Hello everyone, everywhere,

Rehearsals in the past week have been just inspiring. That’s the best word I can think of. We are all so happy and so focused on trying to make every note count. I am very proud of Larissa and Brooke for letting us go over and over the same songs. At first it wasn’t going so well for them, but we all just kept  talking to them and telling them that this is how we have to do it and they bought into it a hundred percent. That’s all you can ask for.

Moving on…I was looking out my window yesterday–of course it was about 2:30 in the afternoon so it was getting dark–and watching the beautiful trees. As it turns out, we had some snow–nothing more than a good dusting–but when I looked out and saw that dusting of snow as far as I could see, I thought, “You could never have enough money to capture the beauty of this instant.”

Another happy moment is that Michelle is fighting back and on her feet again. (We had to stop in the middle of our writing tonight. Mama B had called up, and Michelle had to go down and dock her vacuum. If you don’t know what that means (and I didn’t) she has a robot vacuum. Luckily Mama B has someone to watch over her.

All I want to do now is to tell you about the story and then I’ll let you go. This is the second part of a beautiful fantasy. Get your kids and read! If you missed last week’s installment, go back and read it first. Next week we’ll give you the conclusion, but tonight we take you back to Jimtown.

And now it’s time to close our eyes and our thoughts, if only for a moment…and rest.




“Well, I’d better start working,” thinks Rossi. “My first pigeons, I mean girls, will be the hymn singers.”

Now the hymn singers don’t like Rossi Brown Copeland. They call him a bad egg. It may stem from last year when Rossi Brown Copeland–now a grand performer–sang a limerick at the top of his lungs to the ladies and the children’s choir. As he was being shuffled off, he yelled, “Well what about my voice.” That, unfortunately, ended what Rossi Brown Copeland believed to be the voice of the future.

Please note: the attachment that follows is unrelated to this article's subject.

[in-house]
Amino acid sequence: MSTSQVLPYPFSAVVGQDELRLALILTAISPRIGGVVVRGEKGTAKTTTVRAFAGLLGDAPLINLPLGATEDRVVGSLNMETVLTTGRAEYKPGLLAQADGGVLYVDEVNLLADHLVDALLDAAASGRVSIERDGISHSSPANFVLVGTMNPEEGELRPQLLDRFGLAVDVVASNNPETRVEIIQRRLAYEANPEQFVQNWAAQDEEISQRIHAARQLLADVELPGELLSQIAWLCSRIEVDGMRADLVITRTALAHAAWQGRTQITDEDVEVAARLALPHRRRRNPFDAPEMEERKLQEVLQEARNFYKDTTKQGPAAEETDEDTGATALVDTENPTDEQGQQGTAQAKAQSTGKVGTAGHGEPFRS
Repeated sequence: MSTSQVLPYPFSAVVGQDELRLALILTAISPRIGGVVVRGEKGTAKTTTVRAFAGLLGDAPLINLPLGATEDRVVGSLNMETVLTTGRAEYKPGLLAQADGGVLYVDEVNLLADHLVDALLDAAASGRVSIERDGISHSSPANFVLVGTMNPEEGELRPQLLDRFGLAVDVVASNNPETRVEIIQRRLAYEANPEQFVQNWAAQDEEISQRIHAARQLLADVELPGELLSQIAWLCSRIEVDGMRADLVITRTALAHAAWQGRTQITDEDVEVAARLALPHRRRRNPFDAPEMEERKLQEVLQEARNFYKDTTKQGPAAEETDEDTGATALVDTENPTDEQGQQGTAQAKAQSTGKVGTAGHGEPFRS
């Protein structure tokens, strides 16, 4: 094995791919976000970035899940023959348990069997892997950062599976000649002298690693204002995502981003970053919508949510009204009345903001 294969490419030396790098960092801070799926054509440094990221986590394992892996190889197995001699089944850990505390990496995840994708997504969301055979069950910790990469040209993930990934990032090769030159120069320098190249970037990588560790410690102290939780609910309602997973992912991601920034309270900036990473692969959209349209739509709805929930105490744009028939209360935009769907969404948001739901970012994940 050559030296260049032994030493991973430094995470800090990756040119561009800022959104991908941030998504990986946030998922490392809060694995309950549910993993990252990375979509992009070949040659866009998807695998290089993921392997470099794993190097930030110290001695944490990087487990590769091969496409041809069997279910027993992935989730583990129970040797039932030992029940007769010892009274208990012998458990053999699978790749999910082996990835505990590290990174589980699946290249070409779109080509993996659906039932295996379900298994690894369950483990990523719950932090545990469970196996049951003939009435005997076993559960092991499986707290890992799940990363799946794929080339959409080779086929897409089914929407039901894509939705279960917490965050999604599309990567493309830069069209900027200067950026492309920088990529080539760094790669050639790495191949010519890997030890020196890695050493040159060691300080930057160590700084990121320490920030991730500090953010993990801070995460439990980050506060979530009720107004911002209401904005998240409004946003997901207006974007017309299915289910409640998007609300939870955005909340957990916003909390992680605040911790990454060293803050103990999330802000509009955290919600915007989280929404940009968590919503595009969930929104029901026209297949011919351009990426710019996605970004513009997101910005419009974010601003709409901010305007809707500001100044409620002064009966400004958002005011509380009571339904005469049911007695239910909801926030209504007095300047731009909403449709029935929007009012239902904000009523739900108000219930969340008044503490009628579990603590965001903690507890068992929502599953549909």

His next move is over to the fire, where everybody is either reading by the light or resting their weary eyes. Rossi Brown Copeland looks at them and says impishly, “A penny for your thoughts. Better yet, give me ten cents and I’ll tell you my thoughts.”

“Man oh man from the looks they are giving me you’d think I’d taken their last goose,” Rossi thinks.

Rossi sees no amusement here, so he says, “I’ll get back to you,” to a chorus of, “Please don’t.”

Rossi figures that he might as well just keep going. Lots of people still to cheer up.

“See you later guys,” Rossi calls from a safe distance.

Over there is a Greek woman, Mrs. Gelakis, and her daughter. They seemed to be moving rather quickly. Rossi doesn’t get it. Geez, last year he showed Mrs. Gelakis’ daughter his magic trick. He calls her Maria, but her mother keeps saying, “That’s not her name. I’ve told you ten times, it’s Eva.”

Rossi looks at the girl and says, “Hi, Maria. Do you like magic?” She smiles. When kids smile it’s got to be good, right? So Rossi says, “Do you have a penny? I’ll make it vanish.”

Eva digs her little hand into her pocket and produces one shiny penny. Rossi smiles and slides it up his sleeve when she looks away. With great glee, Rossi Brown Copeland annouces,  “It’s gone.” He pats Eva on the head and leaves. Standing there now, watching them scurry away from him, he remembers, “Oh yeah I was supposed to give that penny back. Now I know what Mrs. Gelakis was shouting at me all across the field. I thought it was Greek for happy holidays—upon research that day I might have been mistaken.”

On to the skaters. They love Rossi. There is the old gang: Tommy (it’s Michael), and Sally (it’s May). “I know they’ll be glad to see me,” think Rossi. “I’m Rossi Brown Copeland.”

Well. when they saw him they yelled, “Go away Rossi Brown Copeland. Last time you tied our laces together and rubbed our skates with molasses.”

“I’ll be right back,” Rossi screams as he retreats over to the bakery.

Now the bakery…


By jamesghutcheson

2 comments on “FOR A MONDAY, NOT BAD

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